Soon after setting their canvas kicks on American soil Monday, the Futureheads succeeded in conquering the 9:30 club. This band's live show is perfect for those who grew up watching "Sesame Street" and consequently developed short attention spans. The songs are fast-paced and jerky, and out of the whole lot only one clocks in at more than three minutes in length.
Entering the stage to Queen's epic "Bohemian Rhapsody," the band set the tone for a night of lively antics. It began with "Le Garage," a track that perfectly exemplifies how each of the four band members plays a vital role in their vocal arrangements. Every Futurehead is either singing "ooh," "ahh" or "do do do" at different points, and it all magically fits, sounding remarkably close to the harmonies that click so tightly on their self-titled debut.
The band members hail from northern Sunderland, England, and their thick accents influenced audience response to the repartee that occurred between tunes. The band members teased each other and urged the audience to appropriately rock out, dedicating "A to B" to the lazy people in the crowd. Their set comprised their brilliant slew of album tracks - the 2004 self-titled release holds the second slot on Rough Trade's Top 100 albums of the year and No. 5 on New Music Express' annual chart.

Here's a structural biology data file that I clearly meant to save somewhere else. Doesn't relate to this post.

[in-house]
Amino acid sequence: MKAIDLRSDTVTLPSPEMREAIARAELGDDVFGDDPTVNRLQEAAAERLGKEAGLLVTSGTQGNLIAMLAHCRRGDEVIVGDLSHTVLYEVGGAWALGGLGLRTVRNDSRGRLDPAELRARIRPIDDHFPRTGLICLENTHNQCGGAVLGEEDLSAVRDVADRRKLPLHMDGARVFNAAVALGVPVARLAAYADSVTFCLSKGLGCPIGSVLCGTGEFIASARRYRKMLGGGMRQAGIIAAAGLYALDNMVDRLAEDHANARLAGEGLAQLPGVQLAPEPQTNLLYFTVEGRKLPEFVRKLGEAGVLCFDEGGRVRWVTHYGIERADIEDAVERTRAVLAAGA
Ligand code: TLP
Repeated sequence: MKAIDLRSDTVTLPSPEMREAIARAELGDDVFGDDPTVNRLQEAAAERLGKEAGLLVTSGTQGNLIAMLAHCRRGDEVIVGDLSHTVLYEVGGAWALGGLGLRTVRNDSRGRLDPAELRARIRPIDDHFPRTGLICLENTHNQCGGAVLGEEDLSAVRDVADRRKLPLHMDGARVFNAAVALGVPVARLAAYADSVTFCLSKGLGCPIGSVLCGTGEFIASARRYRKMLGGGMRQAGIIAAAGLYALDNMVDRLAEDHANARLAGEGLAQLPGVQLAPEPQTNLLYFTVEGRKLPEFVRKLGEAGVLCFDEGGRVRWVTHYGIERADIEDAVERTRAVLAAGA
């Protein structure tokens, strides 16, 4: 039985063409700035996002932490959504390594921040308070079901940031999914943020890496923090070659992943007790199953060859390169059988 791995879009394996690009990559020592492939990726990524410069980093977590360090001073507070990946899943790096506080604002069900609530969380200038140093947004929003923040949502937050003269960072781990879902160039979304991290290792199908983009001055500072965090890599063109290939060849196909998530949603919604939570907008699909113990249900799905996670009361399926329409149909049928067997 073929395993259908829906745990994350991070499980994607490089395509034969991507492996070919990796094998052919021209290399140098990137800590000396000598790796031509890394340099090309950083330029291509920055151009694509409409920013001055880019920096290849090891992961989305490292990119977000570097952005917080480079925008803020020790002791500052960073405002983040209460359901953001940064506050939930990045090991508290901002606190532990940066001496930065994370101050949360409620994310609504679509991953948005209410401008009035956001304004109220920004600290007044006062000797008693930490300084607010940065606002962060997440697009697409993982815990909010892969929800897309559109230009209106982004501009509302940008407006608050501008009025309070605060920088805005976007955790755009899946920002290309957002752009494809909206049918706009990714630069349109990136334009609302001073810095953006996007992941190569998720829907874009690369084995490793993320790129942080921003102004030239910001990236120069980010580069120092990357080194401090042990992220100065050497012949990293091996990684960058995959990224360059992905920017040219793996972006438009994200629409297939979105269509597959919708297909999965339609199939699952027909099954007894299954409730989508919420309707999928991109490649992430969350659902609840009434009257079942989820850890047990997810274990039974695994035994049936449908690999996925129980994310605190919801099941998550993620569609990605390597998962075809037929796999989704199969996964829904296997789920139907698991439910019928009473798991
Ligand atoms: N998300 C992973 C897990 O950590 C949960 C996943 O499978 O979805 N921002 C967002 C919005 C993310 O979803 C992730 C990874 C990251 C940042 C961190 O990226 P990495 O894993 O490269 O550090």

The Futureheads come complete with a guitarist who was probably separated at birth from Colin Meloy of the Decemberists, and a drummer, Dave Hyde, who neglected to move his torso during the entire set. His arms stayed low and methodically hit the snare and cymbal while he maintained perfect spinal alignment. Hyde's lack of motion failed to hinder onlookers from dancing unashamedly to standout tracks like "In the Meantime" and chiming into the audience participation segment of Kate Bush's "Hounds of Love."
The Futureheads successfully bombarded the audience with so many roaring guitar and vocal parts that boredom was nonexistent. The normally "too cool" audience imitated the band's excitement - awkward hopping and head-bopping were prevalent - and at concert's end, the band had successfully won the hearts (and gazes behind thick-framed glasses) of the D.C. Brit-pop scene.